Intel Fellow, Anthropologist Lays out Mobile Future Beyond Smartphones and Tablets
- Intel’s Dr. Genevieve Bell outlined the company’s global vision for mobility and four human desires for future technology: to be truly personal, to unburden them, to help them stay in the moment and to help them realize their better selves.
- Bell illustrated these ideas through various demonstrations of current Intel and third-party research including smart clothing, low-power silicon, and context-aware technologies.
- By partnering with Intel, the global developer community can envision mobile technology beyond today’s devices – encompassing infrastructure, data, places and people.
SAN FRANCISCO, Calif., Sept 12, 2013 –There is not one mobile future, but 7 billion futures, said Intel Fellow and anthropologist Dr. Genevieve Bell at the Intel Developer Forum today. Describing how the human being has always been, and will continue to be, the ultimate mobile platform, Bell illustrated how mobile technology has historically been used to extend our bodies and physical reach, augment our deficiencies and increase our capacity to get things done.
“Mobility technology has been transforming human society for centuries. Its future will be influenced not only by the shrinking size of computing technology due to Moore’s Law, but also by global population growth,” Bell said. “Our inspiration should come not only from the invention of new technology ingredients, but also from the needs and desires of human beings. It’s not one future we are shaping – it’s 7 billion futures, and counting.”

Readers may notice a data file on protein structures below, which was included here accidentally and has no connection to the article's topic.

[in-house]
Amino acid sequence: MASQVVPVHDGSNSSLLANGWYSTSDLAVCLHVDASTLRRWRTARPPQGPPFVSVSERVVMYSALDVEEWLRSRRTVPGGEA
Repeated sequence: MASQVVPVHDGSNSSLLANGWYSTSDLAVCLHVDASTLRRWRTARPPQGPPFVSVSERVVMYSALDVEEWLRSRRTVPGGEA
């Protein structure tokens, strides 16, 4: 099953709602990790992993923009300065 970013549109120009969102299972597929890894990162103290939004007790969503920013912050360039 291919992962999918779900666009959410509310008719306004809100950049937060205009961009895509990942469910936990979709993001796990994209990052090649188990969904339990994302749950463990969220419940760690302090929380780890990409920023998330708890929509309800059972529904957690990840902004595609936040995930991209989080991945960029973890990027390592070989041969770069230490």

What people want in future mobility
Bell’s work as an anthropologist at Intel has uncovered important insights into people’s desires and frustrations regarding their relationship with technology. Relying on learnings from over 250,000 interviews conducted in 45 countries, she shared with the audience of technology industry developers four global themes reflecting what people want in future mobility: technology which is truly personal, which unburdens them from some of the more annoying hassles of use, which helps people stay in the moment, and which helps people to be their better selves.
A “smart clothing” demonstration from Berlin’s Fraunhofer Institute for Reliability and Microintegration illustrated how shrinking technology will one day disappear into the objects and spaces people interact with. A bicyclist sporting a jacket with a stretchable circuitry board woven into fabric demonstrated clothing could flash bright red lights when a rider is braking.
This single example represented each of the four themes of future mobile technology. The cyclist can enjoy the personal experience of riding and stay in the flow of the moment without worrying about controlling the jacket’s functionality. The jacket also augments his body making him more visible and allowing him to safely pursue riding at all hours of the day or night.
Required technology building blocks